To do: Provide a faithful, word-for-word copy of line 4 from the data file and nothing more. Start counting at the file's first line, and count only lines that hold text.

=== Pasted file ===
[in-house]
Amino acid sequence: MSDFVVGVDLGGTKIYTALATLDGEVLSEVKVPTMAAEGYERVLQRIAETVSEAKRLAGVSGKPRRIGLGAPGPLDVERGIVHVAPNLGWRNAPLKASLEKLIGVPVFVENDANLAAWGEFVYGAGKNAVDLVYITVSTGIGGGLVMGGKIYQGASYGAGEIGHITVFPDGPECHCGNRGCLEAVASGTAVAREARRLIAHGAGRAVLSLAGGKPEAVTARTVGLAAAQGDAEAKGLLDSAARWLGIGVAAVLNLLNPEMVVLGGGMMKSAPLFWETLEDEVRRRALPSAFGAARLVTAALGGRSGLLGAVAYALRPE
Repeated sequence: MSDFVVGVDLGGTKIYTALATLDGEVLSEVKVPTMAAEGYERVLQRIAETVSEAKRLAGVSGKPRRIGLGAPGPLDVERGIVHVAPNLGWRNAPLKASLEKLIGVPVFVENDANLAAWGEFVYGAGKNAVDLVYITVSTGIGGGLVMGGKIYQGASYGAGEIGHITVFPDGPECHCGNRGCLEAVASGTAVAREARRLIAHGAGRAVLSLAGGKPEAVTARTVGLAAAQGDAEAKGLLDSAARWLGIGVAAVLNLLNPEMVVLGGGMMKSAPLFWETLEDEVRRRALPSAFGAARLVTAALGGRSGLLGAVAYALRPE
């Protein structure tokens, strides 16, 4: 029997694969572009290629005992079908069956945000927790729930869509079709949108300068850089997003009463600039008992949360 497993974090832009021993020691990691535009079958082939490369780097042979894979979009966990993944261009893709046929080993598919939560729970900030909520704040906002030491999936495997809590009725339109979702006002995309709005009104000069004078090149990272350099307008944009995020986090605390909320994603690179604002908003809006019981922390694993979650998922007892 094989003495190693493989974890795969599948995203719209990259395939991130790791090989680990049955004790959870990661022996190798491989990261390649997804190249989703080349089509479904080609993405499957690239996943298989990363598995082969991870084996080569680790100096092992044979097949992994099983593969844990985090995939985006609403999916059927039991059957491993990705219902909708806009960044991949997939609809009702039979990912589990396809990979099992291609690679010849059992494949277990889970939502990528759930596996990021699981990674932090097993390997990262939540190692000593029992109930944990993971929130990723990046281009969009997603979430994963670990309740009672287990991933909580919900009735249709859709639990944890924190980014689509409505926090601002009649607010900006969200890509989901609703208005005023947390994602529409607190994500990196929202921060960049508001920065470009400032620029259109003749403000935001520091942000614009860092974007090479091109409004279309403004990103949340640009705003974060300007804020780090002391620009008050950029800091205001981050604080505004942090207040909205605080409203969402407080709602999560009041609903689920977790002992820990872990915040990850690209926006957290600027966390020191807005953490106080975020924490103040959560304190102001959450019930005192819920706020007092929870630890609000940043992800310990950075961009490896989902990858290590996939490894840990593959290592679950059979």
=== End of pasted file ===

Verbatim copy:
């Protein structure tokens, strides 16, 4: 029997694969572009290629005992079908069956945000927790729930869509079709949108300068850089997003009463600039008992949360 497993974090832009021993020691990691535009079958082939490369780097042979894979979009966990993944261009893709046929080993598919939560729970900030909520704040906002030491999936495997809590009725339109979702006002995309709005009104000069004078090149990272350099307008944009995020986090605390909320994603690179604002908003809006019981922390694993979650998922007892 094989003495190693493989974890795969599948995203719209990259395939991130790791090989680990049955004790959870990661022996190798491989990261390649997804190249989703080349089509479904080609993405499957690239996943298989990363598995082969991870084996080569680790100096092992044979097949992994099983593969844990985090995939985006609403999916059927039991059957491993990705219902909708806009960044991949997939609809009702039979990912589990396809990979099992291609690679010849059992494949277990889970939502990528759930596996990021699981990674932090097993390997990262939540190692000593029992109930944990993971929130990723990046281009969009997603979430994963670990309740009672287990991933909580919900009735249709859709639990944890924190980014689509409505926090601002009649607010900006969200890509989901609703208005005023947390994602529409607190994500990196929202921060960049508001920065470009400032620029259109003749403000935001520091942000614009860092974007090479091109409004279309403004990103949340640009705003974060300007804020780090002391620009008050950029800091205001981050604080505004942090207040909205605080409203969402407080709602999560009041609903689920977790002992820990872990915040990850690209926006957290600027966390020191807005953490106080975020924490103040959560304190102001959450019930005192819920706020007092929870630890609000940043992800310990950075961009490896989902990858290590996939490894840990593959290592679950059979």